Talking to Dan Weissmann About His New Healthcare Podcast, An Arm and a Leg
On one of The Billfold’s recent news roundups, I mentioned that I had added Dan Weissmann’s new healthcare podcast, An Arm and a Leg, to my pod queue. I ended up binging the whole thing, because it felt so relevant to so many of the things I think about on a near-daily basis, especially during Open Enrollment season: Am I saving enough money for healthcare? Did I choose the best insurance plan? What would I do if I had an emergency that took me to my out-of-pocket maximum and beyond?
I highly recommend An Arm and a Leg to anyone else who is interested in how healthcare works (or doesn’t work) in America — and when Dan reached out to thank me for mentioning the podcast on The Billfold, I asked if he’d like to do an interview.
The following is an edited and condensed version of our conversation.
What prompted you to start An Arm and a Leg?
I’d been pitching this as a beat for years, to places like Marketplace and WBEZ. This is a huge story, and it’s a weirdly under-covered story in the sense that we get a lot of political coverage and a steady drip of horror stories but not a steady conversation about how much this stuff costs all of us. That’s probably because it’s not news! We know healthcare is really expensive.
So I hadn’t landed it anyplace, and then I left a job and was wondering what I might do next and whether I might need a new career. Going out on my own seemed unthinkable, because where would the health insurance for our family come from? My wife is already the solo entrepreneur in our family.
I decided to take a week and ask people to talk me out of this crazy idea [of starting a healthcare podcast] because not only do I still think this is a really important story, now I’m completely living it. If the story is how our lives are driven by the cost of healthcare, and what knots we’ll tie ourselves into to have somebody else buy insurance that works for us, or whatever else we have to do, that’s my story.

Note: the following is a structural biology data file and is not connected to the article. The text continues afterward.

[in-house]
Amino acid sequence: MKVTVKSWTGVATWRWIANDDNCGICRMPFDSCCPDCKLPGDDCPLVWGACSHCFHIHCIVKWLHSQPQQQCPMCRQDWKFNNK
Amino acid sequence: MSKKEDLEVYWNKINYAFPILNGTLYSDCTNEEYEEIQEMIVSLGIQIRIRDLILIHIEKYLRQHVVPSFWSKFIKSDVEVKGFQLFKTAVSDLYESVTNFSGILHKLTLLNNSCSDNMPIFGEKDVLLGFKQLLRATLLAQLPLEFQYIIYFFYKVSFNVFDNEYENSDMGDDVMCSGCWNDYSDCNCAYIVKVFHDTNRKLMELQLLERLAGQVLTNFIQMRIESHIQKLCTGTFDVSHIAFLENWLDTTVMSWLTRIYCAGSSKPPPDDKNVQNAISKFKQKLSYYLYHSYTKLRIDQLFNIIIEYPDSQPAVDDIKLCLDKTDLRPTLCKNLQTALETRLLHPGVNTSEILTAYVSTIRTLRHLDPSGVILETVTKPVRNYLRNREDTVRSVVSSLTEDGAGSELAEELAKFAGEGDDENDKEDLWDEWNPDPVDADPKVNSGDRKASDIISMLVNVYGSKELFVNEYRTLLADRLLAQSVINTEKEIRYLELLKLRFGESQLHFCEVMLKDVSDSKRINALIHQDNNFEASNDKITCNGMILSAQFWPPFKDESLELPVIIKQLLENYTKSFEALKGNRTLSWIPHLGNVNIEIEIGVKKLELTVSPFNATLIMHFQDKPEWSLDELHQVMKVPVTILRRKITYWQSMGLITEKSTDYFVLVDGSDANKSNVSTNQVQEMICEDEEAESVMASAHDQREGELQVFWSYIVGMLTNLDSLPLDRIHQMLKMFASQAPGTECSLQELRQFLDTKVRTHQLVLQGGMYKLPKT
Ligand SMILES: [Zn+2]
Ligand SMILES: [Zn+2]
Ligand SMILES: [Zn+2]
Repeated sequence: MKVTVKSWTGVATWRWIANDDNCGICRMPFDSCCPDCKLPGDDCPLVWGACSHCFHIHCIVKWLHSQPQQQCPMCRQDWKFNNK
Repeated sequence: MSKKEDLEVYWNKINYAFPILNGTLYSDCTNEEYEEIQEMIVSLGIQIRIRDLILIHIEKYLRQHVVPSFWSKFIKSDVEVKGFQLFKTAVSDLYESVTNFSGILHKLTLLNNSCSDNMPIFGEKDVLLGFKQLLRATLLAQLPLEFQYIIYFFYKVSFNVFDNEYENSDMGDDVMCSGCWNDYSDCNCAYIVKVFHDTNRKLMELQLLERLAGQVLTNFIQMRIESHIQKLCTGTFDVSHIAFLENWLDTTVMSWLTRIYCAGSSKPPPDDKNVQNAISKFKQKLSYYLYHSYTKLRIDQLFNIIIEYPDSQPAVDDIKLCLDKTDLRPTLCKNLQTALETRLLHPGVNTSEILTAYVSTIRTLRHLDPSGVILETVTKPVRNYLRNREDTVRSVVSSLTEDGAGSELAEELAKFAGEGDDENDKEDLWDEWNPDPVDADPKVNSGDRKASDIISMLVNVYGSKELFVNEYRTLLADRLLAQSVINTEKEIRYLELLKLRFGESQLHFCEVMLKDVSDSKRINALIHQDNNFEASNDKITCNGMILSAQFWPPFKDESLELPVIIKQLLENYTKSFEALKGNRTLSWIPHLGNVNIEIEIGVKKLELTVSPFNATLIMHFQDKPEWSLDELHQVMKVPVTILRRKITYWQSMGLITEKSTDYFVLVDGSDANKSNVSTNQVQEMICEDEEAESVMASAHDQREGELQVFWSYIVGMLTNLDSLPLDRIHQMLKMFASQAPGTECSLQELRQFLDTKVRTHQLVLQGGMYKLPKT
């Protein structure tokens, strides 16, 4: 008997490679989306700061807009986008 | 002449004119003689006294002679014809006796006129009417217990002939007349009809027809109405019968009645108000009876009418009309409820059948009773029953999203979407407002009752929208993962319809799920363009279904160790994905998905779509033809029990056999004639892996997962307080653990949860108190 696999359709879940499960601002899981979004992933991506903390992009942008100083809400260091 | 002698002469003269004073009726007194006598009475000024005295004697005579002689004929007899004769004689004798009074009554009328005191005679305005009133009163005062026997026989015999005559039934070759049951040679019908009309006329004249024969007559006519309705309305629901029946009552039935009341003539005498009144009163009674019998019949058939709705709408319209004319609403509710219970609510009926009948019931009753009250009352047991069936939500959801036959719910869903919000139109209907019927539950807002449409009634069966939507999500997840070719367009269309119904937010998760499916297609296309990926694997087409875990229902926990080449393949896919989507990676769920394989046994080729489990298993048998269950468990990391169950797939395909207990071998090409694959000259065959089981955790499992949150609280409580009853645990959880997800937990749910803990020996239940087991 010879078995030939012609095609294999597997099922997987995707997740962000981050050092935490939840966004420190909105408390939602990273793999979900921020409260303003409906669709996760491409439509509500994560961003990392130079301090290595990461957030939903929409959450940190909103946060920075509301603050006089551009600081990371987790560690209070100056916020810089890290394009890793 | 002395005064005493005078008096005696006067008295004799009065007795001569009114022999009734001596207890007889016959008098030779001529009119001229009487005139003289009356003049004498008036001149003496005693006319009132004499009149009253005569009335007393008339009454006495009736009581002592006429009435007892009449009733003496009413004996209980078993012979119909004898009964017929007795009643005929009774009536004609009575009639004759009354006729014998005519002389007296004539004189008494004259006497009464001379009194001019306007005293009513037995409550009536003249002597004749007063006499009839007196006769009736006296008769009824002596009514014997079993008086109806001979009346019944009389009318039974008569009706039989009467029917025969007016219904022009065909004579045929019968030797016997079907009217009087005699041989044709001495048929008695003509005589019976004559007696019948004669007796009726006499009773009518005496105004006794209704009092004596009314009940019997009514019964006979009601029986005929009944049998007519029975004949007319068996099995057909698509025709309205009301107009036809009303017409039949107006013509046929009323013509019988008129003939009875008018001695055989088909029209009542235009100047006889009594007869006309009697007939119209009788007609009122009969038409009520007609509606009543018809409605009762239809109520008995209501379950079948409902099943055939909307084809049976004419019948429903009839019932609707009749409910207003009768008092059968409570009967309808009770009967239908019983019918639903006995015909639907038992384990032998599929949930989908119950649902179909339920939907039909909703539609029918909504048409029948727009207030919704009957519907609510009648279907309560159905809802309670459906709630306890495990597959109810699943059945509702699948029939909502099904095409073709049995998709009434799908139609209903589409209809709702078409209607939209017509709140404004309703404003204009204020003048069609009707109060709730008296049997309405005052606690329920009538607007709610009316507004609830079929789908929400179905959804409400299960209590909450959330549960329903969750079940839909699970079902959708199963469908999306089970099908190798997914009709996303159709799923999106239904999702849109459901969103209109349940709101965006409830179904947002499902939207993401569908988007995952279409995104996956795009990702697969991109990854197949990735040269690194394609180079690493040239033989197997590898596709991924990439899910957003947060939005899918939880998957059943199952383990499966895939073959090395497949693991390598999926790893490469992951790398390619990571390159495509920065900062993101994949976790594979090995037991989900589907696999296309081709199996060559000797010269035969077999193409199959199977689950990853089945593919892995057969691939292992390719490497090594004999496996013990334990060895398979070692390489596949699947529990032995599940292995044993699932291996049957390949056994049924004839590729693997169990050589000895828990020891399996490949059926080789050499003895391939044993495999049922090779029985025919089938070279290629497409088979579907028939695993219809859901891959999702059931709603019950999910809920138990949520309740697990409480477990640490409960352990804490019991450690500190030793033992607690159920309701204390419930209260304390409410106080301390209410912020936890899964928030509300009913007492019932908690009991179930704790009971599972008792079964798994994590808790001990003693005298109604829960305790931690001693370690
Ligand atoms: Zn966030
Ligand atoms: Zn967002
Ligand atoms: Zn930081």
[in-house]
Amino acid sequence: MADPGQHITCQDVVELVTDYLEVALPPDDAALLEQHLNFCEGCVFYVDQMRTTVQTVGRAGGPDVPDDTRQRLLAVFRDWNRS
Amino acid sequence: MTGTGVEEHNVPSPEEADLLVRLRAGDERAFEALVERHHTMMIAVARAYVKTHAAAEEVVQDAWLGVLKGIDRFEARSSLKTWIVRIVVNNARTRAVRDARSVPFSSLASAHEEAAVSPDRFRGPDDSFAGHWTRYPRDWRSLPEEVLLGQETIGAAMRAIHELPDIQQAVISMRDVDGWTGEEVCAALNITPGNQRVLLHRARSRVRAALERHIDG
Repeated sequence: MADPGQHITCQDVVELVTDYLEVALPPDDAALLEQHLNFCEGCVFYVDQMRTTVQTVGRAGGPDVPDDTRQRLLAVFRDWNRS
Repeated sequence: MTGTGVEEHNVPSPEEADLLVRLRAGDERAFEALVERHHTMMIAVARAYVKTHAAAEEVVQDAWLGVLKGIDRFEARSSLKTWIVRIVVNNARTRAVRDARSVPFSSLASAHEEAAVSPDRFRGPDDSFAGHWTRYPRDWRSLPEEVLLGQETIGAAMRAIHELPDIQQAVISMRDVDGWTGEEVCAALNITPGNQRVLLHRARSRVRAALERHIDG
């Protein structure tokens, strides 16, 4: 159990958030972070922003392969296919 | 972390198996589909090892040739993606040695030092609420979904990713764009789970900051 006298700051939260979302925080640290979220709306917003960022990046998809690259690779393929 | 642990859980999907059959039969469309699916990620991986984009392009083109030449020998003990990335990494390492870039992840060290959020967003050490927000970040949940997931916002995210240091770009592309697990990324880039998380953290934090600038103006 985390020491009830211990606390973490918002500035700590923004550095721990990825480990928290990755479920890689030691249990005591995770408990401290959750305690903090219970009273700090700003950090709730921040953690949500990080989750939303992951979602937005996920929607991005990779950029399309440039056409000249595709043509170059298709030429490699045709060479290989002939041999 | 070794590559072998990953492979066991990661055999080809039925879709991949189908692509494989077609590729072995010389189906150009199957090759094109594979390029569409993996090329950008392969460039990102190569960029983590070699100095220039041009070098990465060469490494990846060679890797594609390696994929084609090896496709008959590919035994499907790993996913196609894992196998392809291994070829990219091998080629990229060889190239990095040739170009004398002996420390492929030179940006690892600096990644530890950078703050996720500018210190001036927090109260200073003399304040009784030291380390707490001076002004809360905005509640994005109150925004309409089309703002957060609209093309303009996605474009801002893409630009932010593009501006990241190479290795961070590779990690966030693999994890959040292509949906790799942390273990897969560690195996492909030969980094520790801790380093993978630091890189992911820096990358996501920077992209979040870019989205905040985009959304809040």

So I asked my friends to talk me out of it, and they didn’t. They asked some really good questions, which helped shape what I ended up doing, but the bigger surprise was how many of them were like “oh, yeah!” and then they would jump right in with what were often fairly dramatic personal stories. This was not me calling my friends whose GoFundMes I’d participated in. This was not me asking people “tell me your horror stories.” These were people with good incomes and steady jobs, some people with really good health insurance, and all of them had stories that made me go “holy crap!” That made me think I was really on to something.
That was how it started.
I do agree that, even if we don’t have a health horror story, many people have some kind of “I didn’t know it would cost that much” story.
There was the guy on the playground at my kids’ school who was all “my wife’s job doesn’t pay as well as mine but she has really good health insurance, and that’s important because when we moved I felt a little short of breath, and I went to the doctor and she said ‘you had a heart attack.'” That guy spent a week in the hospital, had a lot of complicated surgery, walked out with what would have been a $300,000 bill, except for the health insurance. He said “if I hadn’t had the health insurance, I wouldn’t have called the doctor,” and the nurse told him, like, “yeah, if you hadn’t called us, the next time you felt that way you’d be dead.”
It could so easily have been a financial horror story or a tragedy for his family. We’re all living with the specter of these possibilities, even when we feel like we have a temporary safe harbor.
And even the stuff that’s supposed to be free, like our annual checkups or Well Woman exams, you go in and they always run another test. They always have something that isn’t covered, and you never know what it’s going to be.
Right! There was the time I went to the doctor for a preventative care checkup, and he said “You know, you should get a Vitamin D test.” So I got a Vitamin D test, and later the paperwork comes and it cost me several hundred dollars out of pocket because it was done by some out-of-network lab. That doctor was casually suggesting that I spend a few hundred dollars!
And they never tell you!